Page last updated at 16:12 GMT, Tuesday, 6 May 2008 17:12 UK

1993 Oslo agreement


The Prime Minister of Israel, Yitzhak Rabin, and the PLO leader, Yasser Arafat, agree a peace deal at the White House

The intifada had rallied the Palestinian people but the PLO also realised that both this method of opposing the Israelis and its own armed struggle would not be enough to bring political benefits.


The Palestinian National Council (a government-in-exile) had in 1988 accepted the two-state solution, as envisaged by the UN resolution 181 in 1947. It renounced terrorism and started to seek a negotiated settlement based on Resolution 242, which called for Israel to withdraw from territory captured in the 1967 war, and Resolution 338.

Secret talks encouraged by the Norwegian government took place and these resulted in a Declaration of Principles. This said they had agreed it was "time to put an end to decades of confrontation and conflict, recognise their mutual legitimate and political rights, and strive to live in peaceful coexistence and mutual dignity and security and achieve a just, lasting and comprehensive peace settlement".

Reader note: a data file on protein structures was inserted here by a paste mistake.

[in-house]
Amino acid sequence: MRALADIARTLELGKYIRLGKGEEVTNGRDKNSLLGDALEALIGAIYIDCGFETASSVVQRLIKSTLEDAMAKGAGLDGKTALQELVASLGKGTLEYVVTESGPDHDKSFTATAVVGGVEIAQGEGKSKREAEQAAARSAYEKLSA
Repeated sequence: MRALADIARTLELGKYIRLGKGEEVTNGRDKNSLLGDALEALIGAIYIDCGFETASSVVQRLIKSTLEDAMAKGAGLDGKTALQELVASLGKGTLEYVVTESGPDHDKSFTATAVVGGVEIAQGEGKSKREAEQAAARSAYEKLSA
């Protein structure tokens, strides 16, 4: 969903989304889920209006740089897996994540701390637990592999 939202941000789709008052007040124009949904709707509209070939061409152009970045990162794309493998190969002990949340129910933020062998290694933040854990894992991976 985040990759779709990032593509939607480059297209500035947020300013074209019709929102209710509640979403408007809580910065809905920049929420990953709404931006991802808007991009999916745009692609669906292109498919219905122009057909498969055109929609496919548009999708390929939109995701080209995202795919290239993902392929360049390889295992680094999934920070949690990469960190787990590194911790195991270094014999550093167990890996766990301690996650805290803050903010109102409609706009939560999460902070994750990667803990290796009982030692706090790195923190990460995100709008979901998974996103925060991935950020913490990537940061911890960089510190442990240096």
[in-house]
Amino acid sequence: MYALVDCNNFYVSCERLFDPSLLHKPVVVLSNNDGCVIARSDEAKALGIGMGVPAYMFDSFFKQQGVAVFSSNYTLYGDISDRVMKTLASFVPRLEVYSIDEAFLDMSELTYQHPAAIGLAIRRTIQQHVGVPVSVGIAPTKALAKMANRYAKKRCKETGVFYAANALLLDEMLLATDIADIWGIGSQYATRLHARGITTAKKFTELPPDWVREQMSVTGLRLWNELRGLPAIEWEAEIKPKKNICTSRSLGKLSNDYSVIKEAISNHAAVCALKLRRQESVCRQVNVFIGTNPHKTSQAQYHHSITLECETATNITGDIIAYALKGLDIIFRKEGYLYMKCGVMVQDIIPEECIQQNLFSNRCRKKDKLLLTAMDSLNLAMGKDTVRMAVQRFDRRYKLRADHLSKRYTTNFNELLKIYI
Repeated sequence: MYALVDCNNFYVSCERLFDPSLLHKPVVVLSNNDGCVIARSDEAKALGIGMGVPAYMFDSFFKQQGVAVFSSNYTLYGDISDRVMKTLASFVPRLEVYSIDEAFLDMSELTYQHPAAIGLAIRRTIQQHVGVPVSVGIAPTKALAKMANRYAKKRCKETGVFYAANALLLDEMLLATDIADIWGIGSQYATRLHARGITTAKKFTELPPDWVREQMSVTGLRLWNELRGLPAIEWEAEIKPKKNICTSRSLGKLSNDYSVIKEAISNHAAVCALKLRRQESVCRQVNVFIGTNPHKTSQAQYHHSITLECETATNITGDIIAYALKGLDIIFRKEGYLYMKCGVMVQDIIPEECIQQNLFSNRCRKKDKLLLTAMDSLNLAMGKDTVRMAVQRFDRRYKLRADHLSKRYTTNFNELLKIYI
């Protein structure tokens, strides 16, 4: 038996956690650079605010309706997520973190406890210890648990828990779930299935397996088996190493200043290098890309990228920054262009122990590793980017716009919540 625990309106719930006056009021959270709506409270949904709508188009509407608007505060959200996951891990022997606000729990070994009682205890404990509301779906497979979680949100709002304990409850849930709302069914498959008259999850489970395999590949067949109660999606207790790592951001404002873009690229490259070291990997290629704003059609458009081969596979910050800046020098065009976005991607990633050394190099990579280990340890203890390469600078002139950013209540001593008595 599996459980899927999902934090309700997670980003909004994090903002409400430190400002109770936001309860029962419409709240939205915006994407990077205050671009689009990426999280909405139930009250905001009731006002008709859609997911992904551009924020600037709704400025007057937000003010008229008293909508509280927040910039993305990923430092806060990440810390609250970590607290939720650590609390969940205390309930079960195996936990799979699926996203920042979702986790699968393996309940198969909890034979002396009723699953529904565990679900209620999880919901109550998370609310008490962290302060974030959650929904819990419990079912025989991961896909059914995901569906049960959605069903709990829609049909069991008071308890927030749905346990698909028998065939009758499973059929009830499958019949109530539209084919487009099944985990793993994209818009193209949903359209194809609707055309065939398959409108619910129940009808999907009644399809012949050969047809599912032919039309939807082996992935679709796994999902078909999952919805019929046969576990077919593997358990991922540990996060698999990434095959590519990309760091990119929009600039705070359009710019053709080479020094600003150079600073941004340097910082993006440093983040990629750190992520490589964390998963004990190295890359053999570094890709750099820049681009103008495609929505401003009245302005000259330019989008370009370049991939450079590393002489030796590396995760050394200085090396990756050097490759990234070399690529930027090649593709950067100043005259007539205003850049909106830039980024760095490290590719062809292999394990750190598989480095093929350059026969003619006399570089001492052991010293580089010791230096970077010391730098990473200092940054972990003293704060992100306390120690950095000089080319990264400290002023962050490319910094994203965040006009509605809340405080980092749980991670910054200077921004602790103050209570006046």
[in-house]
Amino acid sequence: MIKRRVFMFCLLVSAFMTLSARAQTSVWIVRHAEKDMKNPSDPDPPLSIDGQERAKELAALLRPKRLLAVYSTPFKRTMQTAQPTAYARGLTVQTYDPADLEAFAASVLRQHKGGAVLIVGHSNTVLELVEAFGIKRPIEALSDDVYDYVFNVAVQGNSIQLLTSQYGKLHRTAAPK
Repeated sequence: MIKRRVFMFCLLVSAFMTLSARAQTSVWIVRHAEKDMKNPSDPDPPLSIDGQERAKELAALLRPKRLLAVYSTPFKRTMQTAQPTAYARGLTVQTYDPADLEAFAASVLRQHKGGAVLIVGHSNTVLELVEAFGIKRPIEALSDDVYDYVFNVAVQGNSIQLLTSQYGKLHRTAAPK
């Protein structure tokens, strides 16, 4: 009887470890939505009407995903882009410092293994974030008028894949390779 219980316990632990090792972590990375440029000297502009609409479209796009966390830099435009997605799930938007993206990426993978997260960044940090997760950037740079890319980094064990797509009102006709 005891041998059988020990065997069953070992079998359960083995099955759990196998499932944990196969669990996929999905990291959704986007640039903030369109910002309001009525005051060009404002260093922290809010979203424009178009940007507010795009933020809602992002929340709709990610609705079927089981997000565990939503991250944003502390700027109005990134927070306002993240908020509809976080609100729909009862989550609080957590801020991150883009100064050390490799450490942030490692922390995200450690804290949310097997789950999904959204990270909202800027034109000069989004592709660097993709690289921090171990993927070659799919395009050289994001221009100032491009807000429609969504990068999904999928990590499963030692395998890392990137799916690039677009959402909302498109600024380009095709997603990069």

It called for a five-year transitional period in which Israeli forces would withdraw from occupied territories and a Palestinian Authority would be set up, leading to a permanent settlement. It was signed on the White House lawn in September 1993 in the presence of Israeli Prime Minister Yitzhak Rabin and PLO Chairman Yasser Arafat. It was followed by a peace treaty with Jordan in 1994.

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